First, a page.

9. mihai corlan  January 9, 2009 2:13 pm

    @Emanuele Cipolloni

    Tamarin project still exists, and actually is useful :) Remember Tamarin Tracing Nanojit and TraceMonkey?
    As an Adobe employee I would be probably happier than you to see the Flash Player open source. Unfortunately, there is not an easy thing to do because parts of it are licensed from third parties.
    On the other hand the SWF format is open, and anyone can create it’s own player.

    @Sravan
    Thank you, it’s a pleasure to be here :)

    From my point of view, everybody at Adobe is happy with our Open Source movement. And as you can see if you look back to 2006, we’ve came a long way (Tamarin Project, Flex SDK, open up SWF format, open up AMF specification, BlazeDS).
    Before being an evangelist, I was a Flex Builder engineer. And I can tell you that if the Flex Builder was an open source project, my life would have been easier and happier. Being able to share the product in the early stages with our users, get validation and harness the ideas from the community it would have been invaluable…So in this light, I am kinda envy and I am happy at the same time for Flex SDK team.

  10. Charles  January 9, 2009 3:07 pm

    This type of discussion is getting more and more relevant, especially more chimerical elements are going different direction in the open source space. Oracle bought opensource DB, Sun bought MySQL and opensourced other software they bought (Seebeyond), Microsoft “bought” into JQuery, the list went on longer over time. In other hand, opensource is becoming a strategy to compete for some software vendors such as Adobe. Realistic how many people are having time to contribute or are capable of contributing any way?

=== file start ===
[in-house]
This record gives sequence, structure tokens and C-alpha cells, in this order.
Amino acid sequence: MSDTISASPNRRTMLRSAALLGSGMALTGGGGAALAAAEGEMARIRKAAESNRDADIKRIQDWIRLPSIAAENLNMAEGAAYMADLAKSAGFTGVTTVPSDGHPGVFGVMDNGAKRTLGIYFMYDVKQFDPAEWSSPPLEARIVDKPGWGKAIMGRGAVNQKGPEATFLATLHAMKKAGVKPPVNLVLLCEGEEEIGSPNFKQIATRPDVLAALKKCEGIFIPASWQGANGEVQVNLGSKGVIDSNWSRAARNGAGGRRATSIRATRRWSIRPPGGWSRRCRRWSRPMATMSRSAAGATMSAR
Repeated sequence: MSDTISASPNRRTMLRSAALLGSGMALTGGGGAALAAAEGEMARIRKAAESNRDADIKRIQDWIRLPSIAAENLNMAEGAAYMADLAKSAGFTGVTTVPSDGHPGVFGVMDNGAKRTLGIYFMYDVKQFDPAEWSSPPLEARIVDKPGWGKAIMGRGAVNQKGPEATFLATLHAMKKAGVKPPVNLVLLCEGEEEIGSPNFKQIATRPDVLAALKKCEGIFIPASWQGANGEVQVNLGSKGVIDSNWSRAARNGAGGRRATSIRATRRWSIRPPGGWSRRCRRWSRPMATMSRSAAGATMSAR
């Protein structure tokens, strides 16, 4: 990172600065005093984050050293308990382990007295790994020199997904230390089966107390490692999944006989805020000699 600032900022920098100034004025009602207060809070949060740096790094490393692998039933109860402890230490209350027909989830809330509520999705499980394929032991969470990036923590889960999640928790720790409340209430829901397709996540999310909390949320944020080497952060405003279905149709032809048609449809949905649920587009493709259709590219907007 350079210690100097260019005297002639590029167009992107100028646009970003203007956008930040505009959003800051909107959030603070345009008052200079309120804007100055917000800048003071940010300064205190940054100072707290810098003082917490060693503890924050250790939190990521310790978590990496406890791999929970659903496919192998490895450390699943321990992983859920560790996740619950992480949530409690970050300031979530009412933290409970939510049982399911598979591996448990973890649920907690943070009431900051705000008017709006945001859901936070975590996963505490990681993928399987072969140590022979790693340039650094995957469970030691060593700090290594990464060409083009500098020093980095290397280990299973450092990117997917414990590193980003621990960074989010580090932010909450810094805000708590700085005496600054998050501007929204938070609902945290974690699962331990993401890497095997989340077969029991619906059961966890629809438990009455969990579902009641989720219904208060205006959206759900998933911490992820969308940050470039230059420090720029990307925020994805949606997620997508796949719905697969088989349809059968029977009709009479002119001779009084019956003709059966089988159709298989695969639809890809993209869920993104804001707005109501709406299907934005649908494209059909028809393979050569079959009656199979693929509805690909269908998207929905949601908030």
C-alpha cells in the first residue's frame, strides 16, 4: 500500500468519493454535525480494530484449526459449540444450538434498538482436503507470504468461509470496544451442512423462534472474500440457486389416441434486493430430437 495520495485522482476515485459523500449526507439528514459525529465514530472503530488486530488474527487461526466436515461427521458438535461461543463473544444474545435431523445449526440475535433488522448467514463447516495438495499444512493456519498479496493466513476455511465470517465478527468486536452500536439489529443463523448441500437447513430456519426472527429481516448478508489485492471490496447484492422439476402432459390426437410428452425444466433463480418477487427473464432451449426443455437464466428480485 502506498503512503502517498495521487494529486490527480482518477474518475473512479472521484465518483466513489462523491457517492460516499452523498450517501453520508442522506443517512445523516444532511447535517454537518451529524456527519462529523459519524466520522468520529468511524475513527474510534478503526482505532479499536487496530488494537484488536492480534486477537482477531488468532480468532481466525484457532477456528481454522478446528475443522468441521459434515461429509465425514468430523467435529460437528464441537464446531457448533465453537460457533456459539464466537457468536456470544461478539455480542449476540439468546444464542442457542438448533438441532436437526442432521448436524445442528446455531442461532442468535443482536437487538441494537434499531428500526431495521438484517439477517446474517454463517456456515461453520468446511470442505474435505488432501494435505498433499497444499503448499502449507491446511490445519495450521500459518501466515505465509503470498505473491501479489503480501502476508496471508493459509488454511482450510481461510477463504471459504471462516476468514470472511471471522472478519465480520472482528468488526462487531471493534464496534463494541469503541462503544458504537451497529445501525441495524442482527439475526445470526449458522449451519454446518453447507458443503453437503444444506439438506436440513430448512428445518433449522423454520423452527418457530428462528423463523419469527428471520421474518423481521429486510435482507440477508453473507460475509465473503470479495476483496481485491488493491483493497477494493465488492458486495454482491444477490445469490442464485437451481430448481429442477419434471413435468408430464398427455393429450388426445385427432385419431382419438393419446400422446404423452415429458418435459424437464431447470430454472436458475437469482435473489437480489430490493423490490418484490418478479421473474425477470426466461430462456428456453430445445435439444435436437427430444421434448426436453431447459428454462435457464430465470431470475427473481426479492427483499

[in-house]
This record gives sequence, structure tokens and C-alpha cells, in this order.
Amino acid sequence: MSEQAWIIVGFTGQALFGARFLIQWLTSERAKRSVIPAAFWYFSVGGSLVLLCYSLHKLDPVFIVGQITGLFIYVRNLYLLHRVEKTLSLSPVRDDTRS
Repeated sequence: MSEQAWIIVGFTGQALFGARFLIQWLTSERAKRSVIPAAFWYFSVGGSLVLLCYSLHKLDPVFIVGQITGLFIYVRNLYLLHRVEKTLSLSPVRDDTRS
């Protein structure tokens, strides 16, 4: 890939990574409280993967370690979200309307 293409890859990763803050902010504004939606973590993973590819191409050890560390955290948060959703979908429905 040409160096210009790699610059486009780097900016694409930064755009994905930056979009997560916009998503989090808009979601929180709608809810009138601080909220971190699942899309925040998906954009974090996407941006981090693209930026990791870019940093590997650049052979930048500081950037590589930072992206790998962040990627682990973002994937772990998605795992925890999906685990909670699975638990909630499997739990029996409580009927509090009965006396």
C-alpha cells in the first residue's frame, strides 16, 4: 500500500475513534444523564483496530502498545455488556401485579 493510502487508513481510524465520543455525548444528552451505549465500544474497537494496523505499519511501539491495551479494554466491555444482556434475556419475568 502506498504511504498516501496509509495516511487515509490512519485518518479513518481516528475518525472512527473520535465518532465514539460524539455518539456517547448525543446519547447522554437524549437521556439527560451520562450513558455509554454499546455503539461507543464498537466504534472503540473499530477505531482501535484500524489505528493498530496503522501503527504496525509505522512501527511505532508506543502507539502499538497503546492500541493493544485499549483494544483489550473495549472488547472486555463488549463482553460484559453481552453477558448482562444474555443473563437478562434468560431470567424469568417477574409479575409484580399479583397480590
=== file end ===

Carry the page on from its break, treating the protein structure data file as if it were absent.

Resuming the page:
11. Josh McDonald  January 27, 2009 11:58 pm

    I’m not an SDK committer, but I’ve contributed a bunch of fixes, some of which made it into 3.1 and 3.2. One was simply because I labelled it “10 minutes work” on FlexCoders and Alex H called me on it, but the rest were things that I needed fixed. I definitely think it takes far too long for patches to get accepted, but having it open-source at least means you *can* fix it and submit a patch, no matter how low priority the issue may be with Adobe, and also that you can monkey-patch your changes into your apps while you wait for it to be official. There’s still a couple of bugs I want to get around to fixing within Flex’s SOAP stack, but I’m not butting up against them daily so I haven’t yet.

    Frankly there needs to be more open-source for these sort of things. There’s several features that a lot of developers would love to have, that for whatever reason just aren’t a priority for Adobe, such as run-time proxies. That could probably be whipped up in a month if we had access to the Player source, but without it we’ve simply got to vote and hope in Jira.